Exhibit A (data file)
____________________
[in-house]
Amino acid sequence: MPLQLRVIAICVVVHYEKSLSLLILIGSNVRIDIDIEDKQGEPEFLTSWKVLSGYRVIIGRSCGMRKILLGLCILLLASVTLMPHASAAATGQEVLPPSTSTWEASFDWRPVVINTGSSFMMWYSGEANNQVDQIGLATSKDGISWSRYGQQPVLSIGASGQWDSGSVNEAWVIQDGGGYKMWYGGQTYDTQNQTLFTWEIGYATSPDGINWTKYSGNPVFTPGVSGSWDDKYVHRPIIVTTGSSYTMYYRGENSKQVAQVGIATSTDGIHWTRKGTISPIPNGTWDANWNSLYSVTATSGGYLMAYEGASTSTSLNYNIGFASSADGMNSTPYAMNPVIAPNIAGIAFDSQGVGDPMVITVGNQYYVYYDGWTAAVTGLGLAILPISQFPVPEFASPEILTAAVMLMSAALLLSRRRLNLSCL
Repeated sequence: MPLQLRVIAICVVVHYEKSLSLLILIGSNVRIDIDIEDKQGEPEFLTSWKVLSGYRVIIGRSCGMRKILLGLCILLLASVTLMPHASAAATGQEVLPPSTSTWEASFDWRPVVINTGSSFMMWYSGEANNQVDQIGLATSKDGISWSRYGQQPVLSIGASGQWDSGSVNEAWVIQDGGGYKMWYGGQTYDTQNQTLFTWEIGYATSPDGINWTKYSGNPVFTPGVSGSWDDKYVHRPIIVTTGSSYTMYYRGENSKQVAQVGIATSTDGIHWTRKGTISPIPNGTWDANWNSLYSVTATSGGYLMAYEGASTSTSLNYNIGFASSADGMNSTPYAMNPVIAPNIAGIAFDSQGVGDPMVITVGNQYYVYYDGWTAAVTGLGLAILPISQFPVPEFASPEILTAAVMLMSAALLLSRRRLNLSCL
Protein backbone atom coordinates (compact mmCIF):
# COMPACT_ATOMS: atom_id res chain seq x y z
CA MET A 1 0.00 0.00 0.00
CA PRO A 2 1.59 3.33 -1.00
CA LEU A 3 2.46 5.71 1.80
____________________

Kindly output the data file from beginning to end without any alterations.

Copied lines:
[in-house]
Amino acid sequence: MPLQLRVIAICVVVHYEKSLSLLILIGSNVRIDIDIEDKQGEPEFLTSWKVLSGYRVIIGRSCGMRKILLGLCILLLASVTLMPHASAAATGQEVLPPSTSTWEASFDWRPVVINTGSSFMMWYSGEANNQVDQIGLATSKDGISWSRYGQQPVLSIGASGQWDSGSVNEAWVIQDGGGYKMWYGGQTYDTQNQTLFTWEIGYATSPDGINWTKYSGNPVFTPGVSGSWDDKYVHRPIIVTTGSSYTMYYRGENSKQVAQVGIATSTDGIHWTRKGTISPIPNGTWDANWNSLYSVTATSGGYLMAYEGASTSTSLNYNIGFASSADGMNSTPYAMNPVIAPNIAGIAFDSQGVGDPMVITVGNQYYVYYDGWTAAVTGLGLAILPISQFPVPEFASPEILTAAVMLMSAALLLSRRRLNLSCL
Repeated sequence: MPLQLRVIAICVVVHYEKSLSLLILIGSNVRIDIDIEDKQGEPEFLTSWKVLSGYRVIIGRSCGMRKILLGLCILLLASVTLMPHASAAATGQEVLPPSTSTWEASFDWRPVVINTGSSFMMWYSGEANNQVDQIGLATSKDGISWSRYGQQPVLSIGASGQWDSGSVNEAWVIQDGGGYKMWYGGQTYDTQNQTLFTWEIGYATSPDGINWTKYSGNPVFTPGVSGSWDDKYVHRPIIVTTGSSYTMYYRGENSKQVAQVGIATSTDGIHWTRKGTISPIPNGTWDANWNSLYSVTATSGGYLMAYEGASTSTSLNYNIGFASSADGMNSTPYAMNPVIAPNIAGIAFDSQGVGDPMVITVGNQYYVYYDGWTAAVTGLGLAILPISQFPVPEFASPEILTAAVMLMSAALLLSRRRLNLSCL
Protein backbone atom coordinates (compact mmCIF):
# COMPACT_ATOMS: atom_id res chain seq x y z
CA MET A 1 0.00 0.00 0.00
CA PRO A 2 1.59 3.33 -1.00
CA LEU A 3 2.46 5.71 1.80